cameras that are aligned with the display to obtain the view of the real world. A diagram of a
video see-through system is shown in figure below. This can be seen to actually be the same
architecture as the monitor based display described above except that now the user has a
heightened sense of immersion in the display.

Fig: Video See-through Augmented Reality

Optical See-through Augmented Reality

The optical see-through HMD eliminates the video channel that is looking at the
real scene. Instead the merging of real world and virtual augmentation is done optically in front
of the user. This technology is similar to heads up displays (HUD) that commonly appear in
military airplane cockpits and recently some experimental automobiles. In this case, the optical

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merging of the two images is done on the head mounted display, rather than the cockpit window
or auto windshield, prompting the nickname of HUD on a head.

Fig: Optical See-through Augmented Reality

There are advantages and disadvantages to each of these types of displays. With
both of the displays that use a video camera to view the real world there is a forced delay of up
to one frame time to perform the video merging operation. At standard frame rates that will be
potentially a 33.33 millisecond delay in the view seen by the user. Since everything the user sees
is under system control compensation for this delay could be made by correctly timing the other
paths in the system. Or, alternatively, if other paths are slower than the video of the real scene
could be delayed. With an optical see-through display the view of the real world is instantaneous
so it is not possible to compensate for system delays in other areas. On the other hand, with
monitor based and video see-through displays a video camera is viewing the real scene. An
advantage of this is that the image generated by the camera is available to the system to provide
tracking information. The optical see-through display does not have this additional information.
The only position information available with that display is what can be provided by position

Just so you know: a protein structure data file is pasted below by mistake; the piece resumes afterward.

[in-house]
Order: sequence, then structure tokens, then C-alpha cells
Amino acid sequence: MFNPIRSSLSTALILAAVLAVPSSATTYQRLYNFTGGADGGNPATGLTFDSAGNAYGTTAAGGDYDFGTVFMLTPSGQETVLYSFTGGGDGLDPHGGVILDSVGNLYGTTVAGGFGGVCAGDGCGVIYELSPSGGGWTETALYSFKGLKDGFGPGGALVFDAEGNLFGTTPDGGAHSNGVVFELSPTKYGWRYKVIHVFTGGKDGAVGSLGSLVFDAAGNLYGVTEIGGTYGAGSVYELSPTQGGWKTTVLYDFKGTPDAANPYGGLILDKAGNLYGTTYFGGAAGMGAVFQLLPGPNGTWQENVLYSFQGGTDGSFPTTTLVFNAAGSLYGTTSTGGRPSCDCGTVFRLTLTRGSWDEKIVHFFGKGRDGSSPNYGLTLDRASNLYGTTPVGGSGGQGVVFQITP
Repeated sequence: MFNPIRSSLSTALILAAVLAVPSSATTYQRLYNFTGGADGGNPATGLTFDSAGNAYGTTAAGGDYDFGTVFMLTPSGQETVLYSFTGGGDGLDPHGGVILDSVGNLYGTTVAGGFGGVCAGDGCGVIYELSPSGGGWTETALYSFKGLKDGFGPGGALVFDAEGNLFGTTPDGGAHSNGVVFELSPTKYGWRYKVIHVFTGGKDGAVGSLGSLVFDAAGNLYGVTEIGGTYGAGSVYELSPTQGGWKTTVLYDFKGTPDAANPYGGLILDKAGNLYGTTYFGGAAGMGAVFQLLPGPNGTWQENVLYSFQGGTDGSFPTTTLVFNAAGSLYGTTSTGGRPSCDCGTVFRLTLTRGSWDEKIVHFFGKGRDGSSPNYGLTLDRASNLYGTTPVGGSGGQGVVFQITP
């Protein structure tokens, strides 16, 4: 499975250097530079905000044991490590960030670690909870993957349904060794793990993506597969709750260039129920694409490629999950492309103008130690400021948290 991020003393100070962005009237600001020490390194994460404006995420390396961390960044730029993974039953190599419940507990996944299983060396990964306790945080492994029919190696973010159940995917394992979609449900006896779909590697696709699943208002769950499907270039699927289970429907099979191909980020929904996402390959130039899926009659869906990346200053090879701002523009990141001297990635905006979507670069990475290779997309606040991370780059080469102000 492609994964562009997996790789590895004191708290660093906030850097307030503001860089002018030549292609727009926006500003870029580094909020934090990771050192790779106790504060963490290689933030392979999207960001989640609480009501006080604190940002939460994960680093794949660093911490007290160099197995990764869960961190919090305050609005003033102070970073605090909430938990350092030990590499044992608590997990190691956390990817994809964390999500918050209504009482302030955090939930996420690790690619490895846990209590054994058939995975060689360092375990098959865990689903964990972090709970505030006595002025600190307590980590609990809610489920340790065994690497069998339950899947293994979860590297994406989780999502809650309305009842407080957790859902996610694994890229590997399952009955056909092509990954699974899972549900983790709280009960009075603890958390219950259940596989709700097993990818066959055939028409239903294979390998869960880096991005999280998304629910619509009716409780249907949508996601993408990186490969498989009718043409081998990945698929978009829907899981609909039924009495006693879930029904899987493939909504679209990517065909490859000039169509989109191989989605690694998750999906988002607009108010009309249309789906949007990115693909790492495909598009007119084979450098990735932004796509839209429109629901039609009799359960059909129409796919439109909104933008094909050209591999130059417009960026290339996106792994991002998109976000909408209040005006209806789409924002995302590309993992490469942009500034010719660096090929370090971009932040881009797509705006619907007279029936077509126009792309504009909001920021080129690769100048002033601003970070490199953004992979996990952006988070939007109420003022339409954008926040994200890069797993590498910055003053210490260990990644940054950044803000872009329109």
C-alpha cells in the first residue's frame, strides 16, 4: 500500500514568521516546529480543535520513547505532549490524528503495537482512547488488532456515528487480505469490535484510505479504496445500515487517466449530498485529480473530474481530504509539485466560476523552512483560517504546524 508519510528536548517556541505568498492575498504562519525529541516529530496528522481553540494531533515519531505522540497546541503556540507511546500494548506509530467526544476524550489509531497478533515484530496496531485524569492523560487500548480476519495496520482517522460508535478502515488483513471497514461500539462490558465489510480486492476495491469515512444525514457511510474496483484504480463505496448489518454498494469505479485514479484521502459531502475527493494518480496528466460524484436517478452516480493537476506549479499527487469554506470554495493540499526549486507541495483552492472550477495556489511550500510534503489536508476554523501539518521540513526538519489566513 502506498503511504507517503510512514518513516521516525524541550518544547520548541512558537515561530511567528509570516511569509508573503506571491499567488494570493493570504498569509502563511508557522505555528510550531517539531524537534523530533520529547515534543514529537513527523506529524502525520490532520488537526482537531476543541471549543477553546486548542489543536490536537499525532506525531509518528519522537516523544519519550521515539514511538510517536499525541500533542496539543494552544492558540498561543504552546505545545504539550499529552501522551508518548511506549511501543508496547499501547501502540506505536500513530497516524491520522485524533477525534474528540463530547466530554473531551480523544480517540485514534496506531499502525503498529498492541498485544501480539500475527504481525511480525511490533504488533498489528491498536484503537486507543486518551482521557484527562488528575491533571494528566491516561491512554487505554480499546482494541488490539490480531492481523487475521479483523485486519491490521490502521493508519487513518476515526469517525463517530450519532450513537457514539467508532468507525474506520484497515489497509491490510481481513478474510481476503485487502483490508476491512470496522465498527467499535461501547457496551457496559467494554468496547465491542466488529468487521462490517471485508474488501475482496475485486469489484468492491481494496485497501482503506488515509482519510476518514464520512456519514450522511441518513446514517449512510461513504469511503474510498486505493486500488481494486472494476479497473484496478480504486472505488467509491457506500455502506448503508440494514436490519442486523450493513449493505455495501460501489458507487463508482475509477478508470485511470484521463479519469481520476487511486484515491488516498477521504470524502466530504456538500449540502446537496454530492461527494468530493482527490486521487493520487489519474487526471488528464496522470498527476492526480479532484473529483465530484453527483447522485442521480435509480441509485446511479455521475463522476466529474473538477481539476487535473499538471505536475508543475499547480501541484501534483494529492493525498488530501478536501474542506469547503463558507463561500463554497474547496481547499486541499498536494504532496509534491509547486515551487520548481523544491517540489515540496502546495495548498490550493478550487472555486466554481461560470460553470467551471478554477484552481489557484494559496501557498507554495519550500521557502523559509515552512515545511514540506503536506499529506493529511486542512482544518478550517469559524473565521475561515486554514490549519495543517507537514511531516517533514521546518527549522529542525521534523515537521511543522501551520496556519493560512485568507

sensors on the head mounted display itself.

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5) Applications of Augmented Reality System

1. Entertainment

A simple form of augmented reality has been in use in the entertainment and news
business for quite some time. Whenever you are watching the evening weather report the weather
reporter is shown standing in front of changing weather maps. In the studio, the reporter is
actually standing in front of a blue or green screen.

2. Military Training

The military has been using displays in cockpits that present information to the pilot on
the windshield of the cockpit or the visor of their flight helmet. This is a form of augmented
reality display. SIMNET, a distributed war games simulation system, is also embracing
augmented reality technology. By equipping military personnel with helmet mounted visor
displays or a special purpose rangefinder the activities of other units participating in the exercise
can be imaged. While looking at the horizon, for example, the display-equipped soldier could see
a helicopter rising above the tree line. This helicopter could be being flown in simulation by
another participant. In wartime, the display of the real battlefield scene could be augmented with
annotation information or highlighting to emphasize hidden enemy units.

3. Engineering Design

Imagine that a group of designers are working on the model of a complex device for their
clients. The designers and clients want to do a joint design review even though they are physically
separated. If each of them had a conference room that was equipped with an augmented reality
display this could be accomplished. The physical prototype that the designers have mocked up is